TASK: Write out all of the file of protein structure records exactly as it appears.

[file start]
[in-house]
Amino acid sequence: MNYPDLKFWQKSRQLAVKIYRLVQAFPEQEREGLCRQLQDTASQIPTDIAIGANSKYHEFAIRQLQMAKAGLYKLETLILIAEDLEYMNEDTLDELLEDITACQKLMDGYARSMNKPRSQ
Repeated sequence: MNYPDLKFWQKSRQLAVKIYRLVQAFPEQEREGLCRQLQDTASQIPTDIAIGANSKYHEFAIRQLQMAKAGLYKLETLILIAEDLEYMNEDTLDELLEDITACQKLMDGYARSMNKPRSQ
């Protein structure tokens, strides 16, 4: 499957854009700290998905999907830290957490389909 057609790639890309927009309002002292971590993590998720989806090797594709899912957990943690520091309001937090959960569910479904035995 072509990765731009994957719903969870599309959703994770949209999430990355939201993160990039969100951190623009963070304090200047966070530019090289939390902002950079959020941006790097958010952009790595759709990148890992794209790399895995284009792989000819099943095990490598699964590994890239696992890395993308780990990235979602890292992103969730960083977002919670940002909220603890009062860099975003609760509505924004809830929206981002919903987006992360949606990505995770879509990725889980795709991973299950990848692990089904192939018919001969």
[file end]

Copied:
[in-house]
Amino acid sequence: MNYPDLKFWQKSRQLAVKIYRLVQAFPEQEREGLCRQLQDTASQIPTDIAIGANSKYHEFAIRQLQMAKAGLYKLETLILIAEDLEYMNEDTLDELLEDITACQKLMDGYARSMNKPRSQ
Repeated sequence: MNYPDLKFWQKSRQLAVKIYRLVQAFPEQEREGLCRQLQDTASQIPTDIAIGANSKYHEFAIRQLQMAKAGLYKLETLILIAEDLEYMNEDTLDELLEDITACQKLMDGYARSMNKPRSQ
């Protein structure tokens, strides 16, 4: 499957854009700290998905999907830290957490389909 057609790639890309927009309002002292971590993590998720989806090797594709899912957990943690520091309001937090959960569910479904035995 072509990765731009994957719903969870599309959703994770949209999430990355939201993160990039969100951190623009963070304090200047966070530019090289939390902002950079959020941006790097958010952009790595759709990148890992794209790399895995284009792989000819099943095990490598699964590994890239696992890395993308780990990235979602890292992103969730960083977002919670940002909220603890009062860099975003609760509505924004809830929206981002919903987006992360949606990505995770879509990725889980795709991973299950990848692990089904192939018919001969």